Thursday, July 06, 2006

Should you open your mouth?

Read Noss recently made the point at the Society for Conservation Biology meeting in San Jose (California), that conservationists should approach law makers and suggest policies. Not everybody agreed, but about 70% of the participants questioned supported it. The reminder objected because good conservation and science is what is changing the world (Nature 442, July 6, 2006)

If conservation would be perfect science, and its policy suggestions would immediately become law, then conservationists ought to be very restrained in entering the field of policy making. However, there are so many other forces entering the path of the creation of a new law, that it is rather important, that policies should be drafted and entered from the conservation community. They even ought to be present and sreening emerging new laws on its impact on the environment. Why else is lobbying such an important instrument in policy making?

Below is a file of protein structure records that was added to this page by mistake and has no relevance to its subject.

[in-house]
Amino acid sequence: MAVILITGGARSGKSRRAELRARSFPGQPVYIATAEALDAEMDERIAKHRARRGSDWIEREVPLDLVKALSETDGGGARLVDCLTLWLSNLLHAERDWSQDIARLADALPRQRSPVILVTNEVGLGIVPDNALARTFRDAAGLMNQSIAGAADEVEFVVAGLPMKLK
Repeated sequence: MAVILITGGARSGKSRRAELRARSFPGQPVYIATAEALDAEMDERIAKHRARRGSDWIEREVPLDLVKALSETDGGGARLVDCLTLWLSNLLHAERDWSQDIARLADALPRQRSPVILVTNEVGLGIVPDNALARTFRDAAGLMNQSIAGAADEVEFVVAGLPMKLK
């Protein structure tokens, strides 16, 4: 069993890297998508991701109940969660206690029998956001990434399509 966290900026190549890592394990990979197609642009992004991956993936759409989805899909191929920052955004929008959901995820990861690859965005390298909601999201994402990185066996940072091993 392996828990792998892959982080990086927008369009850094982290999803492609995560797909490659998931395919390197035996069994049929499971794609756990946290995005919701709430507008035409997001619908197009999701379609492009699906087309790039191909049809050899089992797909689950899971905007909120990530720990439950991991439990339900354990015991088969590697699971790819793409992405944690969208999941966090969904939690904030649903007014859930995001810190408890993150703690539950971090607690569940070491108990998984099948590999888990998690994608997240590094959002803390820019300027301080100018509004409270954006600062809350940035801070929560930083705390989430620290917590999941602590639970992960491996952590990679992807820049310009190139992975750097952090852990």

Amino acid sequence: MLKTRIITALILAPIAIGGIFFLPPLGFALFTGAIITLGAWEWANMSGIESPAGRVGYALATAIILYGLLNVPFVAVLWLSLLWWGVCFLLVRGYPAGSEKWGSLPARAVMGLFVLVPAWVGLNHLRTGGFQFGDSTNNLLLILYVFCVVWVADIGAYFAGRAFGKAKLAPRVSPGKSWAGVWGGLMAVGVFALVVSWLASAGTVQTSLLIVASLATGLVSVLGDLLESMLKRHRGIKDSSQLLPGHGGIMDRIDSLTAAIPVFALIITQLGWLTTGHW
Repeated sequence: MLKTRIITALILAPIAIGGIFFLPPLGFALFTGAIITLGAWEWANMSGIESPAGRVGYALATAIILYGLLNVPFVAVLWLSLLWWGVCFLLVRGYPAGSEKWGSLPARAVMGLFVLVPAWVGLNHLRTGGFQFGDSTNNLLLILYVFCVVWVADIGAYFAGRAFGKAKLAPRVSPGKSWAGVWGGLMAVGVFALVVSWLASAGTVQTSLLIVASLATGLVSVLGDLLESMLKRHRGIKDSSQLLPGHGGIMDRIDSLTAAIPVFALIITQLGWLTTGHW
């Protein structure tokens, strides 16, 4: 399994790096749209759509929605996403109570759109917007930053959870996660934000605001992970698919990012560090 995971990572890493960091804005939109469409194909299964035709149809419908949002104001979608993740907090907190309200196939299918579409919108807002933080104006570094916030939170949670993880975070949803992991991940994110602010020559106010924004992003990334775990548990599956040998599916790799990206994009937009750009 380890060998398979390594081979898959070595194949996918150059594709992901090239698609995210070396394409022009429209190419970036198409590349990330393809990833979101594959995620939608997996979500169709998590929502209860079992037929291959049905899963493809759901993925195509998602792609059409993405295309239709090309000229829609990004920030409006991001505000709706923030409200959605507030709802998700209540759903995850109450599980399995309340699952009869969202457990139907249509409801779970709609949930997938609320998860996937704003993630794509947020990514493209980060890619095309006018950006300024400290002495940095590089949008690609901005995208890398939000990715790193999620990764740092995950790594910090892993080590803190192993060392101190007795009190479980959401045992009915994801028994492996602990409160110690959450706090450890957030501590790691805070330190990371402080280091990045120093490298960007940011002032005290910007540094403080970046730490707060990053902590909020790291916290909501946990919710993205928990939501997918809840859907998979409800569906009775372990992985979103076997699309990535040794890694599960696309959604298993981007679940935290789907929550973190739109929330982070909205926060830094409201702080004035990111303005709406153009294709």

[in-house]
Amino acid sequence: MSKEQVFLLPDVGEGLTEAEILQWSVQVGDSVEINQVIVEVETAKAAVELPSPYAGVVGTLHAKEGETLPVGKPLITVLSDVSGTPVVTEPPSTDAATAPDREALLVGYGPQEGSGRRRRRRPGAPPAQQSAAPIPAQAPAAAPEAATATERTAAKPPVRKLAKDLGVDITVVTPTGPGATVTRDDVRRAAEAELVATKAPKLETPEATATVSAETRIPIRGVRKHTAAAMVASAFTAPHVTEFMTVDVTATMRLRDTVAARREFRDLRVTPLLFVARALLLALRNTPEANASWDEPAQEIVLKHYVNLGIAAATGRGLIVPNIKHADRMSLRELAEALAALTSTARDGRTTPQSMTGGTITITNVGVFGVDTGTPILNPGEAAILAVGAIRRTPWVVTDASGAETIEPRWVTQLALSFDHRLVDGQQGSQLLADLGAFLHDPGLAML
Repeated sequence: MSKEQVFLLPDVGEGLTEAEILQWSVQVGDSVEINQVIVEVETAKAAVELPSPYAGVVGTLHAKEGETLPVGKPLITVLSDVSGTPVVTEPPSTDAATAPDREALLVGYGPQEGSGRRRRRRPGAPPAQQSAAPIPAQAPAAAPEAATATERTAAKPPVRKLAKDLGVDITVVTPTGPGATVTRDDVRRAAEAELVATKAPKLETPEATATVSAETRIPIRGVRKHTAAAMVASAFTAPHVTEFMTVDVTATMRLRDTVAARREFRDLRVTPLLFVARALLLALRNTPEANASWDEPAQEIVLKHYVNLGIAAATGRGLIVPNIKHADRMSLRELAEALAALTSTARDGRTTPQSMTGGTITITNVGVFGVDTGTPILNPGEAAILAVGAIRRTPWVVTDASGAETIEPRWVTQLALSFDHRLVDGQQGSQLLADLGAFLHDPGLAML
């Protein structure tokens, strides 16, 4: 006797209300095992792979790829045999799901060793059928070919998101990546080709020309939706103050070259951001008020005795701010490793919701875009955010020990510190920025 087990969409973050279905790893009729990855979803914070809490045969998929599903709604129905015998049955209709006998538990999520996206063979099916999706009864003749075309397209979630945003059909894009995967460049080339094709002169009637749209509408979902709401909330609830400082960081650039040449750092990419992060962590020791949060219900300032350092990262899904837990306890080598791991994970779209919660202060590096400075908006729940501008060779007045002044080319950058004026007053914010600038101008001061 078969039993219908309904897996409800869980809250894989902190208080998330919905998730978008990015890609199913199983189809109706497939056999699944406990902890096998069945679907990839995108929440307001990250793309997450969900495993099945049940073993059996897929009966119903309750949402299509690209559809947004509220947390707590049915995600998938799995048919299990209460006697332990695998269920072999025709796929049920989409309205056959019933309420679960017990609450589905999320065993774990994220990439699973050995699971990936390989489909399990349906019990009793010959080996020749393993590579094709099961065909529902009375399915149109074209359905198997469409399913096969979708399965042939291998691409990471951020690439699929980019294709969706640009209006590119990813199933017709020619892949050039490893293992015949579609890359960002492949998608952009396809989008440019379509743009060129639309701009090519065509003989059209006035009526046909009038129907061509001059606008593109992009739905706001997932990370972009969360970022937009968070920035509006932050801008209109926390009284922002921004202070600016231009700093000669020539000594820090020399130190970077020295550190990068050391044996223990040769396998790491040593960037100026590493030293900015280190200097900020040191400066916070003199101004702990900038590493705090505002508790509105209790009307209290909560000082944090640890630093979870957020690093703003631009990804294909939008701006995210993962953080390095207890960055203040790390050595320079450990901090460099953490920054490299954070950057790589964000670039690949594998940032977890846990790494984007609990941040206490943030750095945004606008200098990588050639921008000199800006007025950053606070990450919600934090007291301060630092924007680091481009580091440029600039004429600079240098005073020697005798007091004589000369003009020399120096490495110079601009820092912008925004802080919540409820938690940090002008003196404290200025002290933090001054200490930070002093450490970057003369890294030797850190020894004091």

Within this process, it is clear, that poor science or biased conservation has its own corrective. If the industry or any body else can pick apart an initiative easily, the creator of it will loose quickly his credibility - one she had to build up over the years and of which she is probably very protective. Again, the conservationists do not have the huge financial interests and the necessary resources to be present in the policy making arena, which furthermore limits the influx of environmental interests: thus if one has the urge, one should go ahead.


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